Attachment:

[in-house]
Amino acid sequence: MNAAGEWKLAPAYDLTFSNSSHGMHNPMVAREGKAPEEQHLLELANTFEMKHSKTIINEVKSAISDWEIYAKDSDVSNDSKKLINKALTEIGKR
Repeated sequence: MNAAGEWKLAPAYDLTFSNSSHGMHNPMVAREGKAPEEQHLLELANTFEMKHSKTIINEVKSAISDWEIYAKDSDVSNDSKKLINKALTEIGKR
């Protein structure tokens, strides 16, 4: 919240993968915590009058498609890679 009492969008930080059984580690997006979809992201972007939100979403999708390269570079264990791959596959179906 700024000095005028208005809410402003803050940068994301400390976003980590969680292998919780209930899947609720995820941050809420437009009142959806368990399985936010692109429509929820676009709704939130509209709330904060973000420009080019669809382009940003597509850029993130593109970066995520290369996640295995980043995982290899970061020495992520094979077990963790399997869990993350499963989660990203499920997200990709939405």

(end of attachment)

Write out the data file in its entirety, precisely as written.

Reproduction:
[in-house]
Amino acid sequence: MNAAGEWKLAPAYDLTFSNSSHGMHNPMVAREGKAPEEQHLLELANTFEMKHSKTIINEVKSAISDWEIYAKDSDVSNDSKKLINKALTEIGKR
Repeated sequence: MNAAGEWKLAPAYDLTFSNSSHGMHNPMVAREGKAPEEQHLLELANTFEMKHSKTIINEVKSAISDWEIYAKDSDVSNDSKKLINKALTEIGKR
């Protein structure tokens, strides 16, 4: 919240993968915590009058498609890679 009492969008930080059984580690997006979809992201972007939100979403999708390269570079264990791959596959179906 700024000095005028208005809410402003803050940068994301400390976003980590969680292998919780209930899947609720995820941050809420437009009142959806368990399985936010692109429509929820676009709704939130509209709330904060973000420009080019669809382009940003597509850029993130593109970066995520290369996640295995980043995982290899970061020495992520094979077990963790399997869990993350499963989660990203499920997200990709939405």